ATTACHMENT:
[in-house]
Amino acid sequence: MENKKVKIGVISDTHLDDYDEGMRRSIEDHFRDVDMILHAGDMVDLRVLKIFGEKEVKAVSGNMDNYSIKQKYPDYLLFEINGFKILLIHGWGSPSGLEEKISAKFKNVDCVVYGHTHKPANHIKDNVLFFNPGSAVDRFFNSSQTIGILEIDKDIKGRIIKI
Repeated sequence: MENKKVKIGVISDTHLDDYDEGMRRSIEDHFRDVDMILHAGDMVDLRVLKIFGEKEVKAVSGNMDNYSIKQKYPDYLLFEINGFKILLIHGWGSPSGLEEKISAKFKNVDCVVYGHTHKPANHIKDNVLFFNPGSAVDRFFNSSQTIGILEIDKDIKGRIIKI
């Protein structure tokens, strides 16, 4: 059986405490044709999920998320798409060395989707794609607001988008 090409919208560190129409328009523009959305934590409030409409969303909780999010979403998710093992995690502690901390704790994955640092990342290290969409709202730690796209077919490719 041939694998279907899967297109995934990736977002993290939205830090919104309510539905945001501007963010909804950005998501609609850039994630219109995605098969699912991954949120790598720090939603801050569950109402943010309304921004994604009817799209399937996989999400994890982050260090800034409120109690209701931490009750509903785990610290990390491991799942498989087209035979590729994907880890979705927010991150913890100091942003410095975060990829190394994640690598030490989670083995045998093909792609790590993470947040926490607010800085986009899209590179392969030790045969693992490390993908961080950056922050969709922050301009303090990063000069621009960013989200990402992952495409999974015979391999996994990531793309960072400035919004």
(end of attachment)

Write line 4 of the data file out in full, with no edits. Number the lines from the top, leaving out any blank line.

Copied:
């Protein structure tokens, strides 16, 4: 059986405490044709999920998320798409060395989707794609607001988008 090409919208560190129409328009523009959305934590409030409409969303909780999010979403998710093992995690502690901390704790994955640092990342290290969409709202730690796209077919490719 041939694998279907899967297109995934990736977002993290939205830090919104309510539905945001501007963010909804950005998501609609850039994630219109995605098969699912991954949120790598720090939603801050569950109402943010309304921004994604009817799209399937996989999400994890982050260090800034409120109690209701931490009750509903785990610290990390491991799942498989087209035979590729994907880890979705927010991150913890100091942003410095975060990829190394994640690598030490989670083995045998093909792609790590993470947040926490607010800085986009899209590179392969030790045969693992490390993908961080950056922050969709922050301009303090990063000069621009960013989200990402992952495409999974015979391999996994990531793309960072400035919004």